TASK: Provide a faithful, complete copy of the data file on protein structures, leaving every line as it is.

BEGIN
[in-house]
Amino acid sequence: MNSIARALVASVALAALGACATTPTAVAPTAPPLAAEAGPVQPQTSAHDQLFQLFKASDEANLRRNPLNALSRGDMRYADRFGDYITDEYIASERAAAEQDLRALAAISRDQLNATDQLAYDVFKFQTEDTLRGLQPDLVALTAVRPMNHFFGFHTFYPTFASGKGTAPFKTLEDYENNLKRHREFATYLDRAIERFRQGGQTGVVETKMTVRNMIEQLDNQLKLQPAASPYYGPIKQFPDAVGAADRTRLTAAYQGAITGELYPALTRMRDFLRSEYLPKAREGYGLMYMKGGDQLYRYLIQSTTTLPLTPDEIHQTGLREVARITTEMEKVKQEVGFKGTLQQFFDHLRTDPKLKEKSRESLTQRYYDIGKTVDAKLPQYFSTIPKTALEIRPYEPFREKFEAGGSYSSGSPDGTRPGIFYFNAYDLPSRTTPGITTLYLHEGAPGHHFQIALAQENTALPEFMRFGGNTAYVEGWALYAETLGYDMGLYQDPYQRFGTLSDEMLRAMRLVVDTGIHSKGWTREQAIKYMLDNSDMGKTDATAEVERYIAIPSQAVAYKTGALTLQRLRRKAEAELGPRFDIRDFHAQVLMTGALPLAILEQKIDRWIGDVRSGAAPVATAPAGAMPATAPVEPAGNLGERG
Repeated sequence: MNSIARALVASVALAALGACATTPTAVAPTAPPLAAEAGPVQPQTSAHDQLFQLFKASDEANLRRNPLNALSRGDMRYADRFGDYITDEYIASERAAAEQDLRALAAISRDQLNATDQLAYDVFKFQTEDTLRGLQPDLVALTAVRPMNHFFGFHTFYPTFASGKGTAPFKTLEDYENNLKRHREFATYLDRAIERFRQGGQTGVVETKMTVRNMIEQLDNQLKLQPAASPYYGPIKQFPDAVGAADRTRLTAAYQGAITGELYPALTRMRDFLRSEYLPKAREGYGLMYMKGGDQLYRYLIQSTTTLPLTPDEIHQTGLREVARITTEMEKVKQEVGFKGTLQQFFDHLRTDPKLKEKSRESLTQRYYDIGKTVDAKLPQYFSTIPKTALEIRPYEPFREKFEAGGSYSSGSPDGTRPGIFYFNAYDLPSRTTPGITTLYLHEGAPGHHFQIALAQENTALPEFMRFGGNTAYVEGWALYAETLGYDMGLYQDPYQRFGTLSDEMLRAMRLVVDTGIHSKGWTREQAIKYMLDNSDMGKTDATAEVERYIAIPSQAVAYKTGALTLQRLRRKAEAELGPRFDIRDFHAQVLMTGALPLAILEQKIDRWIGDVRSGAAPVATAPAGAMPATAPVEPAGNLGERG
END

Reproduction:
[in-house]
Amino acid sequence: MNSIARALVASVALAALGACATTPTAVAPTAPPLAAEAGPVQPQTSAHDQLFQLFKASDEANLRRNPLNALSRGDMRYADRFGDYITDEYIASERAAAEQDLRALAAISRDQLNATDQLAYDVFKFQTEDTLRGLQPDLVALTAVRPMNHFFGFHTFYPTFASGKGTAPFKTLEDYENNLKRHREFATYLDRAIERFRQGGQTGVVETKMTVRNMIEQLDNQLKLQPAASPYYGPIKQFPDAVGAADRTRLTAAYQGAITGELYPALTRMRDFLRSEYLPKAREGYGLMYMKGGDQLYRYLIQSTTTLPLTPDEIHQTGLREVARITTEMEKVKQEVGFKGTLQQFFDHLRTDPKLKEKSRESLTQRYYDIGKTVDAKLPQYFSTIPKTALEIRPYEPFREKFEAGGSYSSGSPDGTRPGIFYFNAYDLPSRTTPGITTLYLHEGAPGHHFQIALAQENTALPEFMRFGGNTAYVEGWALYAETLGYDMGLYQDPYQRFGTLSDEMLRAMRLVVDTGIHSKGWTREQAIKYMLDNSDMGKTDATAEVERYIAIPSQAVAYKTGALTLQRLRRKAEAELGPRFDIRDFHAQVLMTGALPLAILEQKIDRWIGDVRSGAAPVATAPAGAMPATAPVEPAGNLGERG
Repeated sequence: MNSIARALVASVALAALGACATTPTAVAPTAPPLAAEAGPVQPQTSAHDQLFQLFKASDEANLRRNPLNALSRGDMRYADRFGDYITDEYIASERAAAEQDLRALAAISRDQLNATDQLAYDVFKFQTEDTLRGLQPDLVALTAVRPMNHFFGFHTFYPTFASGKGTAPFKTLEDYENNLKRHREFATYLDRAIERFRQGGQTGVVETKMTVRNMIEQLDNQLKLQPAASPYYGPIKQFPDAVGAADRTRLTAAYQGAITGELYPALTRMRDFLRSEYLPKAREGYGLMYMKGGDQLYRYLIQSTTTLPLTPDEIHQTGLREVARITTEMEKVKQEVGFKGTLQQFFDHLRTDPKLKEKSRESLTQRYYDIGKTVDAKLPQYFSTIPKTALEIRPYEPFREKFEAGGSYSSGSPDGTRPGIFYFNAYDLPSRTTPGITTLYLHEGAPGHHFQIALAQENTALPEFMRFGGNTAYVEGWALYAETLGYDMGLYQDPYQRFGTLSDEMLRAMRLVVDTGIHSKGWTREQAIKYMLDNSDMGKTDATAEVERYIAIPSQAVAYKTGALTLQRLRRKAEAELGPRFDIRDFHAQVLMTGALPLAILEQKIDRWIGDVRSGAAPVATAPAGAMPATAPVEPAGNLGERG